Frogs under friendly fire: how accurately can the general public recognize invasive species?

Ruchira Somaweera, Nilusha Somaweera, Richard Shine*

*Corresponding author for this work

Research output: Contribution to journalArticlepeer-review

37 Citations (Scopus)

Abstract

Members of the general public interact with wildlife in many ways, and an inability to distinguish between species can have significant implications for conservation. For example, attempts by environmentally-concerned private citizens to control invasive species may cause collateral damage unless people can reliably distinguish native fauna from the invader. We tested the Australian public's ability to distinguish invasive cane toads (Bufo marinus) from native frogs at egg, tadpole, subadult and adult life-history stages. Errors were common, especially for eggs and tadpoles (27-31% error rates) and less so for subadult and adult toads and frogs (5-43% error rates). Accuracy of identification was higher in people living in areas where toads occur (compared to other parts of Australia or overseas), and similar in men and women (but with a decrease in older men). Ability to identify anurans was increased by toad-identification awareness programs and membership of " toad-busting" community groups, but direct killing of cane toads by the general public may inflict substantial " friendly fire" on native frogs. In the absence of any clear evidence for ecological benefits from toad-killing, we suggest that such collecting activities should be conducted only in areas where toads are known to occur, and under the supervision of trained personnel (to identify any anuran before it is killed), rather than as an ad hoc activity pursued independently by local residents. More generally, conservation activities that involve public participation should carefully evaluate the potential rates and consequences of species misidentification by well-intentioned but untrained people.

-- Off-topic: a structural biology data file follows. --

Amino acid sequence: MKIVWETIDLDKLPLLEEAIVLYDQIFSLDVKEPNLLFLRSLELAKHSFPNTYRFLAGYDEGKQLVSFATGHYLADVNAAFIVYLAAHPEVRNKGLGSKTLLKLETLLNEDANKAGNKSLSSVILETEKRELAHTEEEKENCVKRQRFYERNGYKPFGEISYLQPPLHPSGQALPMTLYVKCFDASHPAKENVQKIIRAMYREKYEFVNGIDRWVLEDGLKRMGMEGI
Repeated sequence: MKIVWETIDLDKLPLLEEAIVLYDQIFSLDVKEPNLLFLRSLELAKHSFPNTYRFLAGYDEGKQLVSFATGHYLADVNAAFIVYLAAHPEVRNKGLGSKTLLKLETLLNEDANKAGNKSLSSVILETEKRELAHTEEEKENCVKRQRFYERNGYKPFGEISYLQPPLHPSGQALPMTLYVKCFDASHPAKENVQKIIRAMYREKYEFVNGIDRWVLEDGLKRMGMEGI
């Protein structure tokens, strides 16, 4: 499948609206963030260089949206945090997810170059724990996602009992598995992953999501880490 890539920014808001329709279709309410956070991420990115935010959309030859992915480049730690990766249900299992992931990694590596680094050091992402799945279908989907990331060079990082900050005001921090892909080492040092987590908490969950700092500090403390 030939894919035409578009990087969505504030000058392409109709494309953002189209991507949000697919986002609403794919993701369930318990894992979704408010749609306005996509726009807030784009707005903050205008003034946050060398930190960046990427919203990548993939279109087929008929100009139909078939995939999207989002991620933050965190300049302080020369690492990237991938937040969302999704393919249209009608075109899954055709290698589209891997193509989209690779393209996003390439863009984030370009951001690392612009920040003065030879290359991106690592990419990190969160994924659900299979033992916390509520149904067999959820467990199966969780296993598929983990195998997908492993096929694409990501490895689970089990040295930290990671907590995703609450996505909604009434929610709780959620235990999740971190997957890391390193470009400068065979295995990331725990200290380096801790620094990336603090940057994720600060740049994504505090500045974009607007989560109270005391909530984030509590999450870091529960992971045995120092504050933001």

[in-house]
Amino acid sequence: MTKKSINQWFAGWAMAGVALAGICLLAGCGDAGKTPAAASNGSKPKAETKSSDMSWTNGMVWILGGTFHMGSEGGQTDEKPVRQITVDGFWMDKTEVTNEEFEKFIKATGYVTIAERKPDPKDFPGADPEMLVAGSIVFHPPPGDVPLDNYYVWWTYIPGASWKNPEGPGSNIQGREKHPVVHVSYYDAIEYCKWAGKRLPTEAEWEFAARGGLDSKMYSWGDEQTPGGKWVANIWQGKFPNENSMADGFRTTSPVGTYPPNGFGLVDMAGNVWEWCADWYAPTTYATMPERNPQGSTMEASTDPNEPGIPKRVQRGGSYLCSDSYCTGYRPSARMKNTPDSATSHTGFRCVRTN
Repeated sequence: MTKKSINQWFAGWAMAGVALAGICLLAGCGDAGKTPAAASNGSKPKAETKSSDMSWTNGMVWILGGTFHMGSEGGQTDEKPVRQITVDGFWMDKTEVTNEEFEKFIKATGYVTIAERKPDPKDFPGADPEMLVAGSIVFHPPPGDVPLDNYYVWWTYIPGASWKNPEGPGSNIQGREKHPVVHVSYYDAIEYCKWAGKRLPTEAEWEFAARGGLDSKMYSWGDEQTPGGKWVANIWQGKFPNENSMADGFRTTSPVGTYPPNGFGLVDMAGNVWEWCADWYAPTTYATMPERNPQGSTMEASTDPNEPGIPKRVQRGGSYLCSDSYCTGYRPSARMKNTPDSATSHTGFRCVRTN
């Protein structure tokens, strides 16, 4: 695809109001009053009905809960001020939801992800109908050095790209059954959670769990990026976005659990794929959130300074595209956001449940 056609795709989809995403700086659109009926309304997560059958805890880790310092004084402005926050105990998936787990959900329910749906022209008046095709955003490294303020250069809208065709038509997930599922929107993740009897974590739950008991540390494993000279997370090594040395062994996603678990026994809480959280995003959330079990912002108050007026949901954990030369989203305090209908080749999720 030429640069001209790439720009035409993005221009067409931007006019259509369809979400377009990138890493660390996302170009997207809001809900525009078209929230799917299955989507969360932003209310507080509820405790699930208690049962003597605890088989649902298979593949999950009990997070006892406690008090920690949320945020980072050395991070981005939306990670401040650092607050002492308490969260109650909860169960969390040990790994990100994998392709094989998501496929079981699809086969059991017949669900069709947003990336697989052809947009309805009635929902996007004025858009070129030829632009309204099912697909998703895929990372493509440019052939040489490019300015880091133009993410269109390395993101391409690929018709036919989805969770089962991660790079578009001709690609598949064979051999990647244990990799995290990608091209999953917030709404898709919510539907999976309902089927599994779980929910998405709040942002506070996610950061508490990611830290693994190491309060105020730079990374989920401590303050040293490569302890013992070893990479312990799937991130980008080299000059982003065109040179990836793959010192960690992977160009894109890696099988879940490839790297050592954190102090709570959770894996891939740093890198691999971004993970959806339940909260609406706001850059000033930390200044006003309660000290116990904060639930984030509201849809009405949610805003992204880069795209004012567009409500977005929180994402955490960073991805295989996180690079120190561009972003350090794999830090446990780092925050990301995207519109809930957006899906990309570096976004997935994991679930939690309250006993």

Original languageEnglish
Pages (from-to)1477-1484
Number of pages8
JournalBiological Conservation
Volume143
Issue number6
DOIs
Publication statusPublished - Jun 2010
Externally publishedYes

Keywords

  • alien species
  • Bufo marinus
  • control design
  • invasive species
  • Rhinella marina
  • community groups
  • misidentify

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